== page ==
We were also introduced to the realist perspective on trials, and different ways of understanding “what works, for whom, under what circumstances, and why” – which might itself change as the intervention changes. Acknowledging that RCTs are not always possible or appropriate, we were presented with some alternative approaches, including natural experiments and use of data linkage. Dr. Sarah Rodgers discussed the work of the Centre for Improvement of Population Health through e-Records Research (CIPHER), a newly funded MRC research centre anonymously linking individual-level health and environmental data. With an interest in active travel, this made me think about how current environmental changes in Bristol could possibly be investigated with regard to health outcomes.
Translating research into practice
All of the speakers emphasised the importance of involving key stakeholders in the research at the early stages. We learned that the ‘Romp and Chop’ study began with a consultation with over 50 stakeholders on the project action plan, and we saw in other sessions how this type of knowledge exchange can help overcome some of the challenges of translating research into practice. These include researchers’ and politicians’ different timelines, priorities, access and use of the research evidence.
Dr. Simon Murphy presented an example of how to facilitate this knowledge exchange: PHIRN, the Public Health Improvement Research Network, a Wales-specific policy, practice and academic network for transdisciplinary action research. Using case studies of PHIRN’s work in aiding successful evaluations of national schemes, including DECIPHer’s evaluation of the Free Breakfast Initiative in Wales, the Strengthening Families Programme and Wales’s National Exercise Referral Scheme, we were given some ideas for supporting engagement with policy and practice, and how to make research ‘count’. This part of the day highlighted the need for genuine collaboration between researchers and policy-makers in order to impact on public health, and made me think about the ways in which policy-makers currently are and could be involved in some of my projects.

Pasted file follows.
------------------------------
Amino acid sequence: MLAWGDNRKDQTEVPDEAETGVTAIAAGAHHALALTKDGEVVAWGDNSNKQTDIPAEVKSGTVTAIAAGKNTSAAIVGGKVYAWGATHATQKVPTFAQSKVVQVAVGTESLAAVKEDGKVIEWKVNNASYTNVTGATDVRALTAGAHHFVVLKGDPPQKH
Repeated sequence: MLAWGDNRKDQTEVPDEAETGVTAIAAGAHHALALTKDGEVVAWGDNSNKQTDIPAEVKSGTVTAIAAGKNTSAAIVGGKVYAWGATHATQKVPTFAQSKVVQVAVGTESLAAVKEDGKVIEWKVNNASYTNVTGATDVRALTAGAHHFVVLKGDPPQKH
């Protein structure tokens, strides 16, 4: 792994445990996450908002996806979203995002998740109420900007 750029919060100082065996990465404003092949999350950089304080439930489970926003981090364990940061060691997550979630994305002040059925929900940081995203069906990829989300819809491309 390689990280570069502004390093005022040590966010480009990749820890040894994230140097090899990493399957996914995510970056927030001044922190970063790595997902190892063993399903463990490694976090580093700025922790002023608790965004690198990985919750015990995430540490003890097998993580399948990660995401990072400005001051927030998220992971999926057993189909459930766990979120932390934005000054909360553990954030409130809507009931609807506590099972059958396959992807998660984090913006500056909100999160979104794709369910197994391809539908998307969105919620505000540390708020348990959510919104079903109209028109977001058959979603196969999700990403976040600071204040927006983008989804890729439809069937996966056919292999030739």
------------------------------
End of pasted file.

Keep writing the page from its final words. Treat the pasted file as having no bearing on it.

Five as the magic number?
Five informative, well-organised and fun days later, I am back on the train to Bristol with plenty to think about. It’s been a great course, for both thinking about complex interventions and how challenges can be overcome, and sharing knowledge and experience with other members of DECIPHer teams in Cardiff and Swansea, and individuals from a range of research and practice backgrounds.
By reflecting upon the different frameworks learned, it seems as though five – the number of levels of change of the socio-ecological framework, dimensions in the RE-AIM framework, and main phases presented in the original MRC guidance – is an important number in evaluating complex interventions.
Therefore, here are my five take-home messages for you:
- Spend a good amount of time on designing and developing the interventions and on feasibility work before attempting a larger trial.
- Combine methods in order to find out whether the intervention has had an effect and why this might be the case.
- Collaborate on research with colleagues, practitioners, policy makers, and members of the group you are trying to target.
- In order to design and evaluate complex health interventions, familiarise and make use of different frameworks and theoretical approaches to research and apply them in your research.
- Last but not least, enjoy your research, collaborate with others and try to make your research count by disseminating it appropriately and widely.
It was great to return to Cardiff a week later for the UKCRC Public Health Research Centres of Excellence Conference and see how the socio-ecological framework, complexity theory, and various guidelines are being used in interventions to improve public health.
DECIPHer runs annual short courses on developing and evaluating complex public health interventions. For full information on the 2014 courses, and to book, please see the short courses webpage.
Image of socio-ecological framework: source – ‘A Holistic Approach to Environmental Public Health’, September 29, 2011, Bryandamis, National Environmental Health Promotion Network blog.
Image of short course: source – Owen Richards